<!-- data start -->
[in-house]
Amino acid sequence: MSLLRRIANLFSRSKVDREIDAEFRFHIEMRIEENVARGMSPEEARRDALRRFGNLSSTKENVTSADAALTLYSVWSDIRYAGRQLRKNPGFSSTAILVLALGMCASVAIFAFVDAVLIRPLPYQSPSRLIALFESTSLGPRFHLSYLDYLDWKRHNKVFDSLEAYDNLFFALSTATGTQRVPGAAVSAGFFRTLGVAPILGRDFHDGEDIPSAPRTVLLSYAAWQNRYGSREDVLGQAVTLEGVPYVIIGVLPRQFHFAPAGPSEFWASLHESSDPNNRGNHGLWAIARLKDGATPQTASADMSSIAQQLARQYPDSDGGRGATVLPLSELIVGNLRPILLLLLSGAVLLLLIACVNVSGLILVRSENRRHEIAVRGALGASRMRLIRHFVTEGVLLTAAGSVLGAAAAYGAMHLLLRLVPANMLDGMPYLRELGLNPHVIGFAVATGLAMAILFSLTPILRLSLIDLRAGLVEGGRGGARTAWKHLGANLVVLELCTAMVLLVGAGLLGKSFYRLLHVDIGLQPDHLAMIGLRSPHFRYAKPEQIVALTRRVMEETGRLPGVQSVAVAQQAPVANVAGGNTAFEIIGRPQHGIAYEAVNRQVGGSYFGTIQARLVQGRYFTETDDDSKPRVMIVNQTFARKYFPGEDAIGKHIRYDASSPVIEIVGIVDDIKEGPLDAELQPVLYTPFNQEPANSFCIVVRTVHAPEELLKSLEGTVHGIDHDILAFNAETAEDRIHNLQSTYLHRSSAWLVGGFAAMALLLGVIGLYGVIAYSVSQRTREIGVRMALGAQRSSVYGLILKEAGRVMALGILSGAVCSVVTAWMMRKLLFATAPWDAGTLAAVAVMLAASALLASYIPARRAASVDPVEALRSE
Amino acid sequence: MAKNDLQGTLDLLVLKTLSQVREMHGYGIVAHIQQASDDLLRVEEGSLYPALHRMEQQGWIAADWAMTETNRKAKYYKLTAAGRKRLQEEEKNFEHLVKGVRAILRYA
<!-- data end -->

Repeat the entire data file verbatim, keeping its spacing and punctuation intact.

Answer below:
[in-house]
Amino acid sequence: MSLLRRIANLFSRSKVDREIDAEFRFHIEMRIEENVARGMSPEEARRDALRRFGNLSSTKENVTSADAALTLYSVWSDIRYAGRQLRKNPGFSSTAILVLALGMCASVAIFAFVDAVLIRPLPYQSPSRLIALFESTSLGPRFHLSYLDYLDWKRHNKVFDSLEAYDNLFFALSTATGTQRVPGAAVSAGFFRTLGVAPILGRDFHDGEDIPSAPRTVLLSYAAWQNRYGSREDVLGQAVTLEGVPYVIIGVLPRQFHFAPAGPSEFWASLHESSDPNNRGNHGLWAIARLKDGATPQTASADMSSIAQQLARQYPDSDGGRGATVLPLSELIVGNLRPILLLLLSGAVLLLLIACVNVSGLILVRSENRRHEIAVRGALGASRMRLIRHFVTEGVLLTAAGSVLGAAAAYGAMHLLLRLVPANMLDGMPYLRELGLNPHVIGFAVATGLAMAILFSLTPILRLSLIDLRAGLVEGGRGGARTAWKHLGANLVVLELCTAMVLLVGAGLLGKSFYRLLHVDIGLQPDHLAMIGLRSPHFRYAKPEQIVALTRRVMEETGRLPGVQSVAVAQQAPVANVAGGNTAFEIIGRPQHGIAYEAVNRQVGGSYFGTIQARLVQGRYFTETDDDSKPRVMIVNQTFARKYFPGEDAIGKHIRYDASSPVIEIVGIVDDIKEGPLDAELQPVLYTPFNQEPANSFCIVVRTVHAPEELLKSLEGTVHGIDHDILAFNAETAEDRIHNLQSTYLHRSSAWLVGGFAAMALLLGVIGLYGVIAYSVSQRTREIGVRMALGAQRSSVYGLILKEAGRVMALGILSGAVCSVVTAWMMRKLLFATAPWDAGTLAAVAVMLAASALLASYIPARRAASVDPVEALRSE
Amino acid sequence: MAKNDLQGTLDLLVLKTLSQVREMHGYGIVAHIQQASDDLLRVEEGSLYPALHRMEQQGWIAADWAMTETNRKAKYYKLTAAGRKRLQEEEKNFEHLVKGVRAILRYA